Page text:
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The Circus

Even with all the work, study, and religious celebrations, I still had time to just be a kid. I have vivid memories of when the circus came to town—so strong that I can still smell the wet sawdust and the delicious popcorn. The circus would roll in around sunset, and along with it was a caravan of dilapidated old trucks, which transported the exotic animals. A flashy old convertible of English-make led a big van painted orange, blue, and green. I imagined the man inside was blond and had a handlebar mustache, but I couldn’t see much in the gathering dark.

By morning, the whole circus was set up. Red and white tents with three central stakes appeared like magic. It was bigger than I had imagined. The smell of animals and hay was pungent. Now, I had never actually seen an elephant but I knew that all of the tremendous piles of poop on the ground in front of me had to be made by one!           

When we entered the tent, the air was thick and dark. My eyes adjusted slowly to this inner world, which seemed to me to be from another planet. I wondered about the kind of people that lived in the circus. There were people with paint on their bodies, people in bright clothing, and women wearing feathers and wings. Bleachers were set up for the patrons to sit in. Everyone took his or her seat as a man with a black face and wearing nothing but a scanty leopard skin climbed up a rope. I was fascinated because I had never seen a black man before. I had heard that they existed, but had never seen one in Poland.

It was hard to focus on all of the events and sensations! The smell of popcorn, ladies jumping from rope to rope, twirling batons; clowns crying and then falling down. And in the center of it all was the jaunty ringmaster, an amazing man in a top hat and sporting a handlebar mustache, just exactly as I imagined.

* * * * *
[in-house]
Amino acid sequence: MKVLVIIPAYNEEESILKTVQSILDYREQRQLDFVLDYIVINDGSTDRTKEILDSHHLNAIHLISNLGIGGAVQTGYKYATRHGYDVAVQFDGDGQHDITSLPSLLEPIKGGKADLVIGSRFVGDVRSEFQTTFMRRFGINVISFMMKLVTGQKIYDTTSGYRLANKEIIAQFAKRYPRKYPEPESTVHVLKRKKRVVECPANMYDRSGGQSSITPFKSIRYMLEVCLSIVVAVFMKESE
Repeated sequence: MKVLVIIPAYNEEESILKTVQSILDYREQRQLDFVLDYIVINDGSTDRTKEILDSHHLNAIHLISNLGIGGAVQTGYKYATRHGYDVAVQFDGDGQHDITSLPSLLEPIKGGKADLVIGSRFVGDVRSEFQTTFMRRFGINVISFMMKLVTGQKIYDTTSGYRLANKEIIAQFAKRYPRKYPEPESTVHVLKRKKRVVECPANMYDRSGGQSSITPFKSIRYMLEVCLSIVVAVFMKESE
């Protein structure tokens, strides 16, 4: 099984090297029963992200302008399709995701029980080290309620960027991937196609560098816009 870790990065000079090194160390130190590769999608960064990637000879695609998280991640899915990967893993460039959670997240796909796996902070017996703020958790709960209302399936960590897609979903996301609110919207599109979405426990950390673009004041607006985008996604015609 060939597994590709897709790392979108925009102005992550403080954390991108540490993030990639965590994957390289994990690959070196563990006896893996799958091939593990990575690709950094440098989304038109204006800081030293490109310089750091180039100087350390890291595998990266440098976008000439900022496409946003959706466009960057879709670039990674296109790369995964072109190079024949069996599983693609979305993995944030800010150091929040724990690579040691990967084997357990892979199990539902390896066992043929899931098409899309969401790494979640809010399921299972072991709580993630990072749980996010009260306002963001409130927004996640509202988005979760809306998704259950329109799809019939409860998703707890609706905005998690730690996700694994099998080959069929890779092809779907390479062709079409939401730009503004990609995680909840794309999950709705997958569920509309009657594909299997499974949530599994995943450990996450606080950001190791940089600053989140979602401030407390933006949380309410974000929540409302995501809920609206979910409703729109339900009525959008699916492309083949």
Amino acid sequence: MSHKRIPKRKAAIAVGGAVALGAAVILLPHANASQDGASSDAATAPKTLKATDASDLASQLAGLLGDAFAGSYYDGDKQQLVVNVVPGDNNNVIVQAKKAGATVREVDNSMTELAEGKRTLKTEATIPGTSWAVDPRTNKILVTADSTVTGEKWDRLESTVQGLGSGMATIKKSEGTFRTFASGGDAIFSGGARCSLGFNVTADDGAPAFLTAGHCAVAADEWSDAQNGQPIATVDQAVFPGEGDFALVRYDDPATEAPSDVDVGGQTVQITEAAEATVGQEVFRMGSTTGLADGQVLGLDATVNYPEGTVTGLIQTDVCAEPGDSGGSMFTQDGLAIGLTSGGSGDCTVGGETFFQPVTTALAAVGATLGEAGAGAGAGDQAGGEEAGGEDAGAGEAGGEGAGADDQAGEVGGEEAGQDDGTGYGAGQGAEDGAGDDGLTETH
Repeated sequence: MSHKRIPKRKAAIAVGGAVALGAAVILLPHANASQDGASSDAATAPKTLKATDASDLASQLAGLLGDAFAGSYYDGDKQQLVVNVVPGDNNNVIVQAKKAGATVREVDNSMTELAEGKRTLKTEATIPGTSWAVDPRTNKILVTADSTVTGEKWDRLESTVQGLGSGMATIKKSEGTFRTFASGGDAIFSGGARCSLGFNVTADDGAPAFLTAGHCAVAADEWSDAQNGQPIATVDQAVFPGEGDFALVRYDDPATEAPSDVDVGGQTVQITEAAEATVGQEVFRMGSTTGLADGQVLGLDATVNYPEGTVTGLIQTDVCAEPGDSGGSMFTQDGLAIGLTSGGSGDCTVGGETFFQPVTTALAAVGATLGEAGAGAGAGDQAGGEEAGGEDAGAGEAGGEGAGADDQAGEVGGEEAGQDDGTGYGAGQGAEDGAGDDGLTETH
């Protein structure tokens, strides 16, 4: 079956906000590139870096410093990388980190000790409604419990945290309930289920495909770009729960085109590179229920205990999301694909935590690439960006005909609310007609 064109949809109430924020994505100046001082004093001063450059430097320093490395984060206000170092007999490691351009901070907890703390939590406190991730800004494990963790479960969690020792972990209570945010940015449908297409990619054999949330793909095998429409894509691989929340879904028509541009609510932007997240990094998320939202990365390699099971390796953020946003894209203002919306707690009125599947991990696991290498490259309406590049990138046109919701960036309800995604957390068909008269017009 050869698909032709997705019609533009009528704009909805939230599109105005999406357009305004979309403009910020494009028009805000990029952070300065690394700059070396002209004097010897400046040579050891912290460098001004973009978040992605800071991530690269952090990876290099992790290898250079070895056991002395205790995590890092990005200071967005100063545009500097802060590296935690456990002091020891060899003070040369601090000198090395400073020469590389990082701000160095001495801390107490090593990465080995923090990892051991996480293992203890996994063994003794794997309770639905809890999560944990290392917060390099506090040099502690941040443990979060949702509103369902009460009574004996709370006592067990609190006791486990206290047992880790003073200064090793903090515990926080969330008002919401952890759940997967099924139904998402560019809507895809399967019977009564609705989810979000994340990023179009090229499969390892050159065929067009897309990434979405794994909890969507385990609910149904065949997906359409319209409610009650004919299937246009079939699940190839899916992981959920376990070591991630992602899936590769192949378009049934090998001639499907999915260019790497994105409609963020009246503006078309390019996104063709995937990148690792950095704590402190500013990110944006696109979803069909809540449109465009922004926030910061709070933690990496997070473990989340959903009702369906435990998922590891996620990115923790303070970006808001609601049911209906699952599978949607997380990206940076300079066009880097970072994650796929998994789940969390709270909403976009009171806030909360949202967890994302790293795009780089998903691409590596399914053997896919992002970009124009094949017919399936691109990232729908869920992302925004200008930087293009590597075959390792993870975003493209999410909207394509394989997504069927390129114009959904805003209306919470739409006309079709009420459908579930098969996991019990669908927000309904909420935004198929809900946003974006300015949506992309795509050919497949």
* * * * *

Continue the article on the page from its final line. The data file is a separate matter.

I was disappointed that I still saw no elephant when finally, in the corner of my eye, I saw fire erupt! To my astonishment, a man was jumping through a flaming hoop. It was magnificent! The awesome sight more than made up for the absence of a pachyderm.

Lydia was seven years older than me and had already gone to college. She was a teacher at a Catholic school. It was rare at that time for a Jewish woman to go to college. She went to Yaganasko University in Krakow, and was the only Jew to finish. It was even more rare for a Jewish woman to be a teacher. But Lydia was smart. She was always teaching me and helping me with my homework, and she even found the time to tutor other children. I loved to have her around. While she wasn’t pretty in the traditional way, people felt her wise and recognized her beautiful spirit and wanted to get to know her. Nothing ever held her back, not even the limp caused by a birth defect of her hip. She married late but well. Her husband’s name was Lanak Bolva, and he dearly loved her. As a lawyer he was very helpful to our family when our childhood days became a distant memory, and the war changed our world forever.

Now, what we didn’t know in 1938 was that the Germans had already positioned spies in Poland. They knew everything and had lists of all the Jewish families living in Krakow. They even had my name and my entire family’s names recorded. They even knew who we were and where we lived. The Germans had all of these records before the war. They were so prepared.

I later learned that they even had a record of what I did every day and where I worked! The records continued throughout the war. I know this because the German government sent me these records after the war. And it was this information that forced them to approve my pension. I am ninety-four years old and the German government still sends me a pension for all of the work I did in the concentration slave camps during the war.


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